Summary: On the mount of God’s testing, He will provide. Learn to trust God’s purposes without knowing why. Learn to trust God’s provision, that He will make a way, without knowing how. Learn to trust God’s timing, without knowing when.
Have you ever had one of those days. If we’re honest we have to admit that not only have we had one of those days, we have had one of those weeks or one of those months or one of those years. One of those times when everything seems to happen. After a while, when we have been bombarded with the trials and tribulations of life and when it seems as if the bad news just keeps coming, we reach the point where we ask: "Lord, why? Lord, how long are we going to have to withstand all of this? Lord, when will You lighten our load? What’s the meaning of all this?"
Isn’t it true that it’s the storms, the trials, the testings of life that tend to blow open the doors of our hearts to show what’s truly there? Do you remember the story of Jesus and His disciples as they headed out into the Sea of Galilee one afternoon? A sudden storm came up. Jesus was asleep in the stern of the boat, and His disciples were going crazy, frantic with fear. They looked at Him, asleep in the back of the boat, and they said, "Jesus, what are You doing?
Aren’t You concerned? Don’t You care that we’re about to drown?" Jesus woke up and stilled the storm. And having seen that this storm had blown open the door of the disciples’ hearts, having seen that fear was there, He turned to them and said, "Where is your faith?"
As we look at this amazing chapter in the book of Genesis, a chapter that occurs near the end of the life of the man Abraham, we see him experience the fiercest storm, the greatest test of his life. As it opens the door of his heart, we can walk in and there find much to learn about our times of testing. Let’s look at the beginning in Genesis 22:1. "Some time later God tested Abraham. He said to him, ’Abraham!’ ’Here I am,’ he replied. Then God said, ’Take your son, your only son, Isaac, whom you love, and go to the region of Moriah. Sacrifice him there as a burn offering on one of the mountains I will tell you about." Can’t you almost hear Abraham asking God, “You want me to do what?”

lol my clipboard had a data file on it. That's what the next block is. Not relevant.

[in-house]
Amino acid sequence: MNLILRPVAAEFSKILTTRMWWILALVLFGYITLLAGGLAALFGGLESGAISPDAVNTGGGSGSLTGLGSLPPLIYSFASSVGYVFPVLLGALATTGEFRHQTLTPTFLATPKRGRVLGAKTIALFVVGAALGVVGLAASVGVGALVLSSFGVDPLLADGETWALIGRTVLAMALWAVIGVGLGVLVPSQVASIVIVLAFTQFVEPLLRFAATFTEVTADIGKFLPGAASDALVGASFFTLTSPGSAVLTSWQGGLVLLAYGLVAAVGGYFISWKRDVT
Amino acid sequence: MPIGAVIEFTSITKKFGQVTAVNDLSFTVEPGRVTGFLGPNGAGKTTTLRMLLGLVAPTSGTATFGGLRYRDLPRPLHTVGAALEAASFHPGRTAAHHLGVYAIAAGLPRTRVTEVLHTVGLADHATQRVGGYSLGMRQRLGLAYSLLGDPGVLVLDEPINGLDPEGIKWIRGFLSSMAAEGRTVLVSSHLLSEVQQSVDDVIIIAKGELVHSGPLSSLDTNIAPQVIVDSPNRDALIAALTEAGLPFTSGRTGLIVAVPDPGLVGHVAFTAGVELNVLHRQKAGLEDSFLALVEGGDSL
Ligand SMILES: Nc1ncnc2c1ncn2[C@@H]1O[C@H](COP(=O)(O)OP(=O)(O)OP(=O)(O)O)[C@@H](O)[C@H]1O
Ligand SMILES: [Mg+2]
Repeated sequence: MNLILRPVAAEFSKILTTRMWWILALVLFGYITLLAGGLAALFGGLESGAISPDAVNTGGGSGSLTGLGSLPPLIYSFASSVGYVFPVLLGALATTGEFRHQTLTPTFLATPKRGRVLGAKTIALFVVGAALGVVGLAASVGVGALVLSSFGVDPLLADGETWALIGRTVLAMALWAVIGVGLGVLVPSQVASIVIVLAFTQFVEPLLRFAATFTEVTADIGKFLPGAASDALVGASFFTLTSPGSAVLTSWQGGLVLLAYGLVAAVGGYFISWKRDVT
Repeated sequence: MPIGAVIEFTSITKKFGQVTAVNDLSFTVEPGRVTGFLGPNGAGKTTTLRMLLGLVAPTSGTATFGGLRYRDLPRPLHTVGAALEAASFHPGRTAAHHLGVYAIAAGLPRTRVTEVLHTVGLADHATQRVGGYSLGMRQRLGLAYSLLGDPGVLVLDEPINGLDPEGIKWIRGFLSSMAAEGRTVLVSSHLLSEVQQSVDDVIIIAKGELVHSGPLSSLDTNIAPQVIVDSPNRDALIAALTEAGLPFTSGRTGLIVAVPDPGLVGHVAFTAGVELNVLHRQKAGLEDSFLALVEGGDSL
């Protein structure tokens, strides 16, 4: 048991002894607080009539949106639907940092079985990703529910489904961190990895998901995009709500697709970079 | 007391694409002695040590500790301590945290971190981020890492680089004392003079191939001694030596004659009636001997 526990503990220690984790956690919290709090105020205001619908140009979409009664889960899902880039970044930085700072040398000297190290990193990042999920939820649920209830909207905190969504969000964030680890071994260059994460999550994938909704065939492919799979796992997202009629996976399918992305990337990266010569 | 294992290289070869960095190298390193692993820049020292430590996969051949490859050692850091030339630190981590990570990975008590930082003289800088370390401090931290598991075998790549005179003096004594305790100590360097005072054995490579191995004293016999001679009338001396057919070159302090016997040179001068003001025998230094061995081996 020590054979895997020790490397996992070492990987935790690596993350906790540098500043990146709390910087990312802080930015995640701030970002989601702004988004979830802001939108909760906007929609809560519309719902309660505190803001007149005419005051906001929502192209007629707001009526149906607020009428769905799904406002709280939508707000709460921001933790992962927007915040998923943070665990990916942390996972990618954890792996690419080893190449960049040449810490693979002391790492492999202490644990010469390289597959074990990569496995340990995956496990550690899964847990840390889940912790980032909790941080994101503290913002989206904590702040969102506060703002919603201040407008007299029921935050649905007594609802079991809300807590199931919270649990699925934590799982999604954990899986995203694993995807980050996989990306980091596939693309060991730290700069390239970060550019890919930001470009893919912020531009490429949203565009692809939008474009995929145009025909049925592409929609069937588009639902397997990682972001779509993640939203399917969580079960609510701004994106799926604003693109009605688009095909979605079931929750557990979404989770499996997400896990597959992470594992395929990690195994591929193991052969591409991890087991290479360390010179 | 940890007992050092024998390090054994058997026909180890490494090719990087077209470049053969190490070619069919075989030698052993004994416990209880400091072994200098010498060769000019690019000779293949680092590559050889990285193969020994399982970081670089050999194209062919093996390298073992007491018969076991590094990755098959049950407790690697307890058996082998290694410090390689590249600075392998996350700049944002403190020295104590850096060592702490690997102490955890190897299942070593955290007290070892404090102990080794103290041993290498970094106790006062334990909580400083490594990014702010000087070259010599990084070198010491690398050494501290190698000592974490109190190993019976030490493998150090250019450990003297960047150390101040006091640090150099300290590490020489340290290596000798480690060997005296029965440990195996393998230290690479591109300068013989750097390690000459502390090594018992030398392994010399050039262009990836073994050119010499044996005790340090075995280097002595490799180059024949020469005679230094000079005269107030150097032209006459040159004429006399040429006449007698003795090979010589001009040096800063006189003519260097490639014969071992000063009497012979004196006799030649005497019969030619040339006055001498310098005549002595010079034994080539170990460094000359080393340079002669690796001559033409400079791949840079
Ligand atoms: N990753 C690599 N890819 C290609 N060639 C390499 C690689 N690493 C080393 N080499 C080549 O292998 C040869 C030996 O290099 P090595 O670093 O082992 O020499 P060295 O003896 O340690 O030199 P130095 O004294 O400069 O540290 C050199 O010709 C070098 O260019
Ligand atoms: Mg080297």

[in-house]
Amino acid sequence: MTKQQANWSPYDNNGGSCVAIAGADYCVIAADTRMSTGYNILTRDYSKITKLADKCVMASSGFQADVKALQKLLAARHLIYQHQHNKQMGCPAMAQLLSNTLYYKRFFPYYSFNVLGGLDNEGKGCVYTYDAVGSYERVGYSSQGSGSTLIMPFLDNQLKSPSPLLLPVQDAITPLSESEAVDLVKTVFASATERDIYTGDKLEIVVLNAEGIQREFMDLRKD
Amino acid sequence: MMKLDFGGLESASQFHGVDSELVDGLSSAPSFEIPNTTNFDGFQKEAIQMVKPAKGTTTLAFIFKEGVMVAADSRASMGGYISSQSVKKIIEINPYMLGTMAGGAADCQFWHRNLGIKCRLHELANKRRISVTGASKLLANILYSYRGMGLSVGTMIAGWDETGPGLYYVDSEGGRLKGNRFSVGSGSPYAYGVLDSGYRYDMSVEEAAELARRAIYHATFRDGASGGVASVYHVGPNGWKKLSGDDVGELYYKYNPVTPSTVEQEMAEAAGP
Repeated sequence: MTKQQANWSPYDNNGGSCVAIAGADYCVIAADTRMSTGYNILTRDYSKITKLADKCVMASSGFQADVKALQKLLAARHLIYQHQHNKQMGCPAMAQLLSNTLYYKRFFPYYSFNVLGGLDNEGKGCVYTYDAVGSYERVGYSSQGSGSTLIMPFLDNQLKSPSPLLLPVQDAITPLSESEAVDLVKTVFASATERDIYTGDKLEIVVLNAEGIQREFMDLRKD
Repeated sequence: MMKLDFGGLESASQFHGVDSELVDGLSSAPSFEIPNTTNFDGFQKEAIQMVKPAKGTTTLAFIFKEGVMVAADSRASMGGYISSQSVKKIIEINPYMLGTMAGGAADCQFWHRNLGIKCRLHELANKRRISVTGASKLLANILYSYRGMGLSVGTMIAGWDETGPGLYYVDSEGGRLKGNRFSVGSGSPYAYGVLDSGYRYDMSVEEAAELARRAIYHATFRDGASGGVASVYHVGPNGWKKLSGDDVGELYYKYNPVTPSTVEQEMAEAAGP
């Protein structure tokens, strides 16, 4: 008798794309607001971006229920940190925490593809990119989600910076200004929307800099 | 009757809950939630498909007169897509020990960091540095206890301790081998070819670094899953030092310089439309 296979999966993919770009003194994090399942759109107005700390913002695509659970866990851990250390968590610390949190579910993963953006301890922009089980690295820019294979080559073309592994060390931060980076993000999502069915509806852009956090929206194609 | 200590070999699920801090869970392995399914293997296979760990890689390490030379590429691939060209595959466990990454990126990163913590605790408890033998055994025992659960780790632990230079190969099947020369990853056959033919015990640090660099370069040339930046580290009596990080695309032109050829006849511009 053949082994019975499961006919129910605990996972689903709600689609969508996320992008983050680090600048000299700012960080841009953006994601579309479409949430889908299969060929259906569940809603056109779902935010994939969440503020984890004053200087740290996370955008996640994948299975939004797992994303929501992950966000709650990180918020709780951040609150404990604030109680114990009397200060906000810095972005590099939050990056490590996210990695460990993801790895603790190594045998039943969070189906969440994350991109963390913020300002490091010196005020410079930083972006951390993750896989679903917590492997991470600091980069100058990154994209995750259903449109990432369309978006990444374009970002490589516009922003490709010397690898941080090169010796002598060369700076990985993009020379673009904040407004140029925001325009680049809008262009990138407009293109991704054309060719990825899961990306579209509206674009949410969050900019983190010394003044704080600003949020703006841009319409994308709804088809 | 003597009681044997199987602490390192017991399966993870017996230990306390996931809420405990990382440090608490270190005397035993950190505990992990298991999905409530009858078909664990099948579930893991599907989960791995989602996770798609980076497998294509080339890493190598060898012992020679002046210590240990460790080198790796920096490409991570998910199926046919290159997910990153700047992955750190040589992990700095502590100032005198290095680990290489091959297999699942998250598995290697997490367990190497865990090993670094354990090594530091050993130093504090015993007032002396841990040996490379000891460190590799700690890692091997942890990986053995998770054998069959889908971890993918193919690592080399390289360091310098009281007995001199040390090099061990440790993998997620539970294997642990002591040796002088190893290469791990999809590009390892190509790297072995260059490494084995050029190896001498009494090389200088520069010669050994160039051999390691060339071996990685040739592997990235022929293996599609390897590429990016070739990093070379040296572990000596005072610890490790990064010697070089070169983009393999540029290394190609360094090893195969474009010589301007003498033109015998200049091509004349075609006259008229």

When God wants to test someone, His methods don’t always make sense to us. This test came very suddenly and unexpectedly in Abraham’s life. He was nearing retirement. He was planning for those cruises on the Mediterranean. He was planning for those fishing expeditions on the Jordan River. Then suddenly and without warning came this greatest test of his life.
One time, the comic strip Kudzu featured this country-style preacher. He was praying to God, and he said, "Oh Lord, You know I don’t ever ask for much, but, Lord, I pray that You would grant me just this one thing ... dignity. That’s all I ask, Lord." In the next frame, there was a lightening bolt and a huge "Zap!" In the final frame, there he stood with his pants down around his ankles, revealing underwear with heart shapes on it. He said, "This is a test, ain’t it, Lord?" Do you ever feel that way sometimes? Life can be a series of tests, can’t it? We just wish there would be that kind of levity attached to those tests.
If you were to look back in Abraham’s life, beginning in Genesis 12 and up to this time, you see test after test. Abraham passed some of the tests and at other times he failed. But the significant thing, probably even unaware to Abraham at this time, is that God was using each of those tests to build faith into the superstructure of Abraham’s soul.
This was the greatest test of Abraham’s life. Why? The most obvious reason is that this was his son. It’s painful as you read the description in the verse there, as God calls him out. "Take your son, your only son, Isaac, whom you love, and go to the region of Moriah. Sacrifice him..." That’s the most obvious.
The second is that what God is asking Abraham to do in this sacrifice is to literally lay aside, to throw away everything Abraham had lived for, for the previous thirty-five or forty years of his life. You have to go back and recall those events in Abraham’s life in chapter 12.
As we see the chapter open upon Abraham’s life, God calls him to leave his home place, the city of Ur, and go to a land God is going to show him. He doesn’t even tell him where it is. Also, God promises him there that He would not only bring him to a promised land, but He promises an heir, that God will make of Abraham a great nation that will be a blessing to all nations of the world. There was only one problem with that. Abraham and Sarah had no children.